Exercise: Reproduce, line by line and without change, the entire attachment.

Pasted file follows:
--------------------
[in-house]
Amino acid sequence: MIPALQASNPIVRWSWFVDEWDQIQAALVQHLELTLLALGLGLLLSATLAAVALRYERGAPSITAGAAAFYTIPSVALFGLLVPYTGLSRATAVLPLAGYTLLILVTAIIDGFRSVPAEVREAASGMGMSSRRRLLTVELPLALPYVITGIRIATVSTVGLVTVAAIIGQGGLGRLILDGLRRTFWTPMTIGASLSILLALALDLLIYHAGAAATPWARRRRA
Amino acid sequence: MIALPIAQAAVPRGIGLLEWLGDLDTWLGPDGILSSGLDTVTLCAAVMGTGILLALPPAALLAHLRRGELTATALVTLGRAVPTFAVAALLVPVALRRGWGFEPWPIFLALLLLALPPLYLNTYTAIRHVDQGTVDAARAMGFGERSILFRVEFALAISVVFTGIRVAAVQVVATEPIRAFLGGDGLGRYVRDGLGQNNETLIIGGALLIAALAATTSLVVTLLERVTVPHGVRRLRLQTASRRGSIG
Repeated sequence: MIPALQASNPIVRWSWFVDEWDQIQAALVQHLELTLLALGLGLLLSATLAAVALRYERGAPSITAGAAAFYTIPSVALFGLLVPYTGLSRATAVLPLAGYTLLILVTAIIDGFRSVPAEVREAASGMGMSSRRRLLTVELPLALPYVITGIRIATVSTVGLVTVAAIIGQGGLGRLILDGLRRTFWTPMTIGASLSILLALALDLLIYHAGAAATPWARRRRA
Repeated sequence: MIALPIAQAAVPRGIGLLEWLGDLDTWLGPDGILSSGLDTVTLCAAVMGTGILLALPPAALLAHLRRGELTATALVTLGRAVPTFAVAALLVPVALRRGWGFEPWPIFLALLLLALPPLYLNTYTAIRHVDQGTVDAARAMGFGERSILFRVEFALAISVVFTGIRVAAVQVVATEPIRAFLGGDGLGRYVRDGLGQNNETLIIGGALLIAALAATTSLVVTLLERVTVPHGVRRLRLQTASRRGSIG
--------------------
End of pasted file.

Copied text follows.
[in-house]
Amino acid sequence: MIPALQASNPIVRWSWFVDEWDQIQAALVQHLELTLLALGLGLLLSATLAAVALRYERGAPSITAGAAAFYTIPSVALFGLLVPYTGLSRATAVLPLAGYTLLILVTAIIDGFRSVPAEVREAASGMGMSSRRRLLTVELPLALPYVITGIRIATVSTVGLVTVAAIIGQGGLGRLILDGLRRTFWTPMTIGASLSILLALALDLLIYHAGAAATPWARRRRA
Amino acid sequence: MIALPIAQAAVPRGIGLLEWLGDLDTWLGPDGILSSGLDTVTLCAAVMGTGILLALPPAALLAHLRRGELTATALVTLGRAVPTFAVAALLVPVALRRGWGFEPWPIFLALLLLALPPLYLNTYTAIRHVDQGTVDAARAMGFGERSILFRVEFALAISVVFTGIRVAAVQVVATEPIRAFLGGDGLGRYVRDGLGQNNETLIIGGALLIAALAATTSLVVTLLERVTVPHGVRRLRLQTASRRGSIG
Repeated sequence: MIPALQASNPIVRWSWFVDEWDQIQAALVQHLELTLLALGLGLLLSATLAAVALRYERGAPSITAGAAAFYTIPSVALFGLLVPYTGLSRATAVLPLAGYTLLILVTAIIDGFRSVPAEVREAASGMGMSSRRRLLTVELPLALPYVITGIRIATVSTVGLVTVAAIIGQGGLGRLILDGLRRTFWTPMTIGASLSILLALALDLLIYHAGAAATPWARRRRA
Repeated sequence: MIALPIAQAAVPRGIGLLEWLGDLDTWLGPDGILSSGLDTVTLCAAVMGTGILLALPPAALLAHLRRGELTATALVTLGRAVPTFAVAALLVPVALRRGWGFEPWPIFLALLLLALPPLYLNTYTAIRHVDQGTVDAARAMGFGERSILFRVEFALAISVVFTGIRVAAVQVVATEPIRAFLGGDGLGRYVRDGLGQNNETLIIGGALLIAALAATTSLVVTLLERVTVPHGVRRLRLQTASRRGSIG